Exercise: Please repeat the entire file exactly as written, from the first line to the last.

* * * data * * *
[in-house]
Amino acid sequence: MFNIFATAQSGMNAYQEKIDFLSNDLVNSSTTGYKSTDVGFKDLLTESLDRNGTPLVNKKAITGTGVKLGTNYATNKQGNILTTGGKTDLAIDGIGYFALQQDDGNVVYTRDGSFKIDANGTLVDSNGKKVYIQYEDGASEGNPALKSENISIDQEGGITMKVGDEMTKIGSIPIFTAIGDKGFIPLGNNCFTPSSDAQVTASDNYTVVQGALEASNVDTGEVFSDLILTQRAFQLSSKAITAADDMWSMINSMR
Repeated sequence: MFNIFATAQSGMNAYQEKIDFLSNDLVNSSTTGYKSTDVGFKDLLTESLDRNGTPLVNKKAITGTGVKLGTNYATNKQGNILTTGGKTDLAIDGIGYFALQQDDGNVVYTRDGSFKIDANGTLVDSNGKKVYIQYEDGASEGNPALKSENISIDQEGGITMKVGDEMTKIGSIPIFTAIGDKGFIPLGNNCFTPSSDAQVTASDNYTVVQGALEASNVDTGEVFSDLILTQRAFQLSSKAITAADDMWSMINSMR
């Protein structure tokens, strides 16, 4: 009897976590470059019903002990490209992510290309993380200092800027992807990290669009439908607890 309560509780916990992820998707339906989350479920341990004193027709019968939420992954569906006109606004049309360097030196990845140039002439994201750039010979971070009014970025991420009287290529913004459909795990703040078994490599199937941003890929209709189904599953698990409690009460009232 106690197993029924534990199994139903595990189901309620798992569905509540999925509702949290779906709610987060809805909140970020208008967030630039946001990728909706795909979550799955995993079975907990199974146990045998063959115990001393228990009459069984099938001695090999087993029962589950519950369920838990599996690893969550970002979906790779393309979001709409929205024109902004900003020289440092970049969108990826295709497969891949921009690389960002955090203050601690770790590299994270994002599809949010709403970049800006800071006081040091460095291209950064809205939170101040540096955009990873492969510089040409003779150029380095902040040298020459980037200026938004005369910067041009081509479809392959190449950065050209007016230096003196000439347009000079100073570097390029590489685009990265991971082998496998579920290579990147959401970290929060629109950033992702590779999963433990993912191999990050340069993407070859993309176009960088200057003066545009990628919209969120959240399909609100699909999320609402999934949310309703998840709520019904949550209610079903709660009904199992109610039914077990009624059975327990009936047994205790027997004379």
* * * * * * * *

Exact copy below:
[in-house]
Amino acid sequence: MFNIFATAQSGMNAYQEKIDFLSNDLVNSSTTGYKSTDVGFKDLLTESLDRNGTPLVNKKAITGTGVKLGTNYATNKQGNILTTGGKTDLAIDGIGYFALQQDDGNVVYTRDGSFKIDANGTLVDSNGKKVYIQYEDGASEGNPALKSENISIDQEGGITMKVGDEMTKIGSIPIFTAIGDKGFIPLGNNCFTPSSDAQVTASDNYTVVQGALEASNVDTGEVFSDLILTQRAFQLSSKAITAADDMWSMINSMR
Repeated sequence: MFNIFATAQSGMNAYQEKIDFLSNDLVNSSTTGYKSTDVGFKDLLTESLDRNGTPLVNKKAITGTGVKLGTNYATNKQGNILTTGGKTDLAIDGIGYFALQQDDGNVVYTRDGSFKIDANGTLVDSNGKKVYIQYEDGASEGNPALKSENISIDQEGGITMKVGDEMTKIGSIPIFTAIGDKGFIPLGNNCFTPSSDAQVTASDNYTVVQGALEASNVDTGEVFSDLILTQRAFQLSSKAITAADDMWSMINSMR
């Protein structure tokens, strides 16, 4: 009897976590470059019903002990490209992510290309993380200092800027992807990290669009439908607890 309560509780916990992820998707339906989350479920341990004193027709019968939420992954569906006109606004049309360097030196990845140039002439994201750039010979971070009014970025991420009287290529913004459909795990703040078994490599199937941003890929209709189904599953698990409690009460009232 106690197993029924534990199994139903595990189901309620798992569905509540999925509702949290779906709610987060809805909140970020208008967030630039946001990728909706795909979550799955995993079975907990199974146990045998063959115990001393228990009459069984099938001695090999087993029962589950519950369920838990599996690893969550970002979906790779393309979001709409929205024109902004900003020289440092970049969108990826295709497969891949921009690389960002955090203050601690770790590299994270994002599809949010709403970049800006800071006081040091460095291209950064809205939170101040540096955009990873492969510089040409003779150029380095902040040298020459980037200026938004005369910067041009081509479809392959190449950065050209007016230096003196000439347009000079100073570097390029590489685009990265991971082998496998579920290579990147959401970290929060629109950033992702590779999963433990993912191999990050340069993407070859993309176009960088200057003066545009990628919209969120959240399909609100699909999320609402999934949310309703998840709520019904949550209610079903709660009904199992109610039914077990009624059975327990009936047994205790027997004379």